The case for community broadband
When a municipality provides its community and residents with broadband Internet, this is called community (or municipal) broadband.
It’s a public alternative to the privately-owned services sold by Bell, Rogers, Telus, and other Internet service providers (ISPs). A municipal broadband network is typically invested in by the local government, and Internet services can be sold by municipalities themselves, nonprofits, small ISPs, co-operatives, public utilities, public-private partnerships, and other community organizations.
Municipal broadband can bridge the “digital divide” that exists between small towns and large centers. ISPs have been hesitant to invest in sparsely-populated areas in the past; telecom giants have determined that there is little profit to be made by bringing state-of-the-art infrastructure to subscribers outside of the urban sprawl.
A municipality can provide cheaper, more reliable, and more community-tailored Internet services to rural areas than large ISPs, as they are best equipped to address their own needs. If the community takes charge of operations, residents will then see the Internet become more accessible and affordable than ever before. Decisions on infrastructure improvements and upgrades are made with the best interests of the community in mind — not just the profits of big ISPs.
Social and Economic Benefits
Municipal broadband provides a solid foundation for businesses and residents within a given community. It also introduces healthy choice to the telecom market, which could encourage Internet providers to offer cheaper, faster services with more flexible offerings. And the best part? It's a great way to create a new source of revenue without raising taxes!
For a community, implementing a municipal broadband service is cost-effective and promotes job creation, efficiency, and greater savings on telecom costs. The inexpensive, yet cutting edge Internet access that results from municipal broadband has been proven to attract and retain small businesses. With a reliable connection and fast speeds, a company can improve the services they provide to their customers and trim their telecom expenses.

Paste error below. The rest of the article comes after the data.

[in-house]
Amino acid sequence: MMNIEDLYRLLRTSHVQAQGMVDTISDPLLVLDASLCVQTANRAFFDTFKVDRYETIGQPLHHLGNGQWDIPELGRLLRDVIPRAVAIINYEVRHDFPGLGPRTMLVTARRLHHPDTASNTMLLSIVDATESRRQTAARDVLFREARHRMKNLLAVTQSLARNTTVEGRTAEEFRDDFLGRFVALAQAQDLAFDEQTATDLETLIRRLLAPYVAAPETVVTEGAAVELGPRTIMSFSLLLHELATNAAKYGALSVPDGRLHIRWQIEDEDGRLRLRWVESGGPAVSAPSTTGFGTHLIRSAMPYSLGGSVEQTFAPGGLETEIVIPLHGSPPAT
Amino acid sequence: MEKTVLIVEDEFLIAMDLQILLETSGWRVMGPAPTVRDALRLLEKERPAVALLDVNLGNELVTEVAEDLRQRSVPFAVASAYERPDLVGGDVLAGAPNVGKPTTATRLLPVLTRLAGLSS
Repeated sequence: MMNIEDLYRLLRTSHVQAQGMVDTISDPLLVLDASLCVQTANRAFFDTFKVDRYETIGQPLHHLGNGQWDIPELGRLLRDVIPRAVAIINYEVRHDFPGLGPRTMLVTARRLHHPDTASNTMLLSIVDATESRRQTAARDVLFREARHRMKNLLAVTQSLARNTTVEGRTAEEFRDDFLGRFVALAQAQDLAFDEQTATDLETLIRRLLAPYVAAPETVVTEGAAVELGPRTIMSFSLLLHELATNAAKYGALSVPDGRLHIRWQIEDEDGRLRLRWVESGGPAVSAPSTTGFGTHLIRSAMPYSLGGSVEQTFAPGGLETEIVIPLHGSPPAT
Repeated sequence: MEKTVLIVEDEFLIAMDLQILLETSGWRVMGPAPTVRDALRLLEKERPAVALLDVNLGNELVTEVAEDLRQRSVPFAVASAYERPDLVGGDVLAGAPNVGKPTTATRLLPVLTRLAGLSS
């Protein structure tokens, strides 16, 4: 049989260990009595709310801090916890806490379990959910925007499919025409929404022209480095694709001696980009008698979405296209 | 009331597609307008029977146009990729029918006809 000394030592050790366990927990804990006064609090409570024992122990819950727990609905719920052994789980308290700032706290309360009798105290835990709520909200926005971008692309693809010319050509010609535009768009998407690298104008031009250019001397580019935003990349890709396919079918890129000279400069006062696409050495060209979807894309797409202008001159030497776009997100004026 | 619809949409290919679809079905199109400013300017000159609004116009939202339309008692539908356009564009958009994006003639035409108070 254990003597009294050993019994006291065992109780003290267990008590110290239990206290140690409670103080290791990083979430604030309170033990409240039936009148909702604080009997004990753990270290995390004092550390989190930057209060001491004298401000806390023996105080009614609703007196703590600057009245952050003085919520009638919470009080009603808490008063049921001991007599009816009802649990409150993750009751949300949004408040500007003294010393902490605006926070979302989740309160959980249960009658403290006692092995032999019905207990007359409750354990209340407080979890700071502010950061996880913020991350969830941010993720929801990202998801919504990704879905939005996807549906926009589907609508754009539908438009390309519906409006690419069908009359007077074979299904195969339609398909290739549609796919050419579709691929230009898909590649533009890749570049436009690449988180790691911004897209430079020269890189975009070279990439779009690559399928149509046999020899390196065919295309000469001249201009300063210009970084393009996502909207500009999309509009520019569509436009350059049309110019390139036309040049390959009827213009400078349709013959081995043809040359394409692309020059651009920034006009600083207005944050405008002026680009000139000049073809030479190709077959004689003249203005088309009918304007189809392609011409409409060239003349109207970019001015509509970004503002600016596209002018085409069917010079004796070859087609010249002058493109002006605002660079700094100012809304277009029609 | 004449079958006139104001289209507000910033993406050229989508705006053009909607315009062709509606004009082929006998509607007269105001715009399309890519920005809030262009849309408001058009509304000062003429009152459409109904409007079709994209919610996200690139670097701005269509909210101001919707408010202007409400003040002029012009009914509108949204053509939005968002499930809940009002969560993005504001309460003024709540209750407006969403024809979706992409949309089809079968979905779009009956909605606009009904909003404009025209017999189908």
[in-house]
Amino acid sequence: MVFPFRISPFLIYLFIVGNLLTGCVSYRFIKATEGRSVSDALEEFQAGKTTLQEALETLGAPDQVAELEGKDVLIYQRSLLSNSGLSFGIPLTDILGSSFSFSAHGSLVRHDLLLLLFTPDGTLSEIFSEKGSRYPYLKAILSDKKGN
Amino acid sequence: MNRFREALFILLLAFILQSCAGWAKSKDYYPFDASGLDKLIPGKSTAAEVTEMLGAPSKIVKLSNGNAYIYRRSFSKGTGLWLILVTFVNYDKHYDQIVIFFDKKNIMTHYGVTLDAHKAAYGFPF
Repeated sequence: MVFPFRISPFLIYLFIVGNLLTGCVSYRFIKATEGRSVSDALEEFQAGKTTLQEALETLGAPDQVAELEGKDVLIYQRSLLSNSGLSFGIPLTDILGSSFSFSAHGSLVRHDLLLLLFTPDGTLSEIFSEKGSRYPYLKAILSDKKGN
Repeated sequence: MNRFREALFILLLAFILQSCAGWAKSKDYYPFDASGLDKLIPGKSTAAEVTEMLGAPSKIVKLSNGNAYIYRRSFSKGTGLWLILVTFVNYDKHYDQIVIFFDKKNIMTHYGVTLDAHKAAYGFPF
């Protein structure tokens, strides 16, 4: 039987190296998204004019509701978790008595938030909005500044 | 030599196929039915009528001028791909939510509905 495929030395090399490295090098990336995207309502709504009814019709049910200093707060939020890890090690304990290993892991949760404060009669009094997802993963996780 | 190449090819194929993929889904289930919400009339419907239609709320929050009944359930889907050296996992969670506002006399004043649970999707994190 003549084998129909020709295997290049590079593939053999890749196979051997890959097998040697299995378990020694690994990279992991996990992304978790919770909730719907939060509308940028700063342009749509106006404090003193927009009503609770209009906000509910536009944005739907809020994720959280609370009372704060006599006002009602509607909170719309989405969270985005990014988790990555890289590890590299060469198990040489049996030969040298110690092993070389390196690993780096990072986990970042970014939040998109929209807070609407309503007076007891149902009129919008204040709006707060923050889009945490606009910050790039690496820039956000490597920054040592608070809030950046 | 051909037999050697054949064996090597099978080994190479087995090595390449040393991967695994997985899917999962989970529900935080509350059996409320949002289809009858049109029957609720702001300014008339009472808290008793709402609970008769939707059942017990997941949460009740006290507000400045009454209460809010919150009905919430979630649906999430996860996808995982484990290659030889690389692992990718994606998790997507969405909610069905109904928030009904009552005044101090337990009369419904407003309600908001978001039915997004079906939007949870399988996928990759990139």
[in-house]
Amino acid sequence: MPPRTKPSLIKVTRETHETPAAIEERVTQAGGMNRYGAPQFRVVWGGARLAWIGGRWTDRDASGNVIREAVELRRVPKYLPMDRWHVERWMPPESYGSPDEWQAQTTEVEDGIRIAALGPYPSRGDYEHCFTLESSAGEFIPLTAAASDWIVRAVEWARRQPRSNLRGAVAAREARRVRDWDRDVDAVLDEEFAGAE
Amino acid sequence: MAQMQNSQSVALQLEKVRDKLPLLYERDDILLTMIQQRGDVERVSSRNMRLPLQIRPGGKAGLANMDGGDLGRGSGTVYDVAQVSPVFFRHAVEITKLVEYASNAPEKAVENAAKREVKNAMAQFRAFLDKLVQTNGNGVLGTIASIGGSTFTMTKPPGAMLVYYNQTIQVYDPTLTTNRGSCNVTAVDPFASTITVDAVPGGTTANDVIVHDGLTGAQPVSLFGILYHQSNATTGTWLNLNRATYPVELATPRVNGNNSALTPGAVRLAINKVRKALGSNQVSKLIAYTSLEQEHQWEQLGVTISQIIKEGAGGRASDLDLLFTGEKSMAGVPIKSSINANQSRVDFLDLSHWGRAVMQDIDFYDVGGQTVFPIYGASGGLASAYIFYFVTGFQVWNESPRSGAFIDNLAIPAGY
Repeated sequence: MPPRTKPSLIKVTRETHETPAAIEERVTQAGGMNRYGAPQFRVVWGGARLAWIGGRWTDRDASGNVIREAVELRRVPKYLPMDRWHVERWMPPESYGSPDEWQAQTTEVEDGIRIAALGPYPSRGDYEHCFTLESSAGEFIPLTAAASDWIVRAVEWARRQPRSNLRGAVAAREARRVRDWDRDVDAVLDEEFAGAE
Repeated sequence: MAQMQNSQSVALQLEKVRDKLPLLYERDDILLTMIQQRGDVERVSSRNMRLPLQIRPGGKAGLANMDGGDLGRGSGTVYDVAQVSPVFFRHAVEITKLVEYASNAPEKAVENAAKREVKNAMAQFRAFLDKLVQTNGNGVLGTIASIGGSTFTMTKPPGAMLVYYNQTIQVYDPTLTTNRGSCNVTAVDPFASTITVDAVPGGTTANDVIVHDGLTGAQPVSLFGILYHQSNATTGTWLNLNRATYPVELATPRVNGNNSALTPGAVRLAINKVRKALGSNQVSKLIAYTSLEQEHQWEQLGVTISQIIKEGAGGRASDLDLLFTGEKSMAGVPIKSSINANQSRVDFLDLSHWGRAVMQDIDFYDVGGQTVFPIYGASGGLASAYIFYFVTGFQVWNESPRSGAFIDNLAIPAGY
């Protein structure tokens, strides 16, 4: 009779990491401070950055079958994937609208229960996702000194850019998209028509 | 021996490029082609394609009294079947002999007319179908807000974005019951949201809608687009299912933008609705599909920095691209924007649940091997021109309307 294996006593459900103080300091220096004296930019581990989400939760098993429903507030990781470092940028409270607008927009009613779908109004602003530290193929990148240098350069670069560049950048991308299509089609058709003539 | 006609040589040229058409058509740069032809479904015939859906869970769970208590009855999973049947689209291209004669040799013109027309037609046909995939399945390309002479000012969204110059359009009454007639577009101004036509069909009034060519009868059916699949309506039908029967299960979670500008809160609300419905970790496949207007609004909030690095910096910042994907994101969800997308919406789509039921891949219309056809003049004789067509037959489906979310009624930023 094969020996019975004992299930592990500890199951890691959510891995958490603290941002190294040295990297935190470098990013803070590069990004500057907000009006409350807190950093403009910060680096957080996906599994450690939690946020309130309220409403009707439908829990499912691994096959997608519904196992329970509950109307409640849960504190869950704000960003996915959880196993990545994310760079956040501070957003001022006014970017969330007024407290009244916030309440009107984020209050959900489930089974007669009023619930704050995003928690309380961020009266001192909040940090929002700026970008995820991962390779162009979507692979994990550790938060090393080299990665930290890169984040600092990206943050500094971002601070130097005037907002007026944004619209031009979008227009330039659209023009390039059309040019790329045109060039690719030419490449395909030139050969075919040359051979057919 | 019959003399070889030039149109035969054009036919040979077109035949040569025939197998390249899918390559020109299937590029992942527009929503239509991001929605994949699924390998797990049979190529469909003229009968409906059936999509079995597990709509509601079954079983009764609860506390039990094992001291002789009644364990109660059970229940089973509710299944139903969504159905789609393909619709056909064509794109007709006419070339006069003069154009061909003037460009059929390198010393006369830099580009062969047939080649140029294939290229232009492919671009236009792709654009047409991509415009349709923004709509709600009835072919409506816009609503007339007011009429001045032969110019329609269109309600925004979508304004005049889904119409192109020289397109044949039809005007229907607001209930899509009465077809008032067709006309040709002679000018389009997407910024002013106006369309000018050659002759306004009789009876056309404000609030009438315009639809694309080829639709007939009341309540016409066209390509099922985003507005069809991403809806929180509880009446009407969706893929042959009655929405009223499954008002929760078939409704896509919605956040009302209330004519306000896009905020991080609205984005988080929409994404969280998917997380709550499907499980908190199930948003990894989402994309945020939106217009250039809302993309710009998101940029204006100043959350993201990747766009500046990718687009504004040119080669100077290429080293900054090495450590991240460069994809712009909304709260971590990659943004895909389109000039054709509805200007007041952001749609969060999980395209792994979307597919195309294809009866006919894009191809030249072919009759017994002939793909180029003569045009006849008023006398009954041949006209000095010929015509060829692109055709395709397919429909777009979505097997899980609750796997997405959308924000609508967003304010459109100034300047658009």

In towns across Canada, a quality Internet connection is becoming essential to enterprise in small communities. Businesses in Olds, Alta., were once threatening to leave town on the basis that their Internet was simply not fast enough to keep up with operations. The municipality launched a project to build their own fibre municipal broadband network “O-Net” in 2012; since its construction, Olds has again become a viable hub for business.
Meanwhile, south of the 49th parallel, Chattanooga, TN., is another city that has seen return on its community network investment from the growth of corporate and technological sectors in the community. Entrepreneurs, tech firms, researchers, and more chose to relocate to the city after the rollout of the “Chattanooga Gig,” their municipal-owned gigabit fibre network, breathed new life into the local economy.
Municipal broadband is a smart investment. It brings in revenue to the municipality itself and keeps it from leaking out. Money that flows within the community, not to telecom offices in large centers, is crucial to a sustainable local economy.
Self-sustaining communities are healthy and vibrant by nature. The potential for growth and a stable economy produce many social benefits which stem from projects themselves.
Municipal broadband is an instigator for civic engagement. It can lay the foundation for local residents, governments, and organizations to come together, attract new businesses, and keep young people in the community.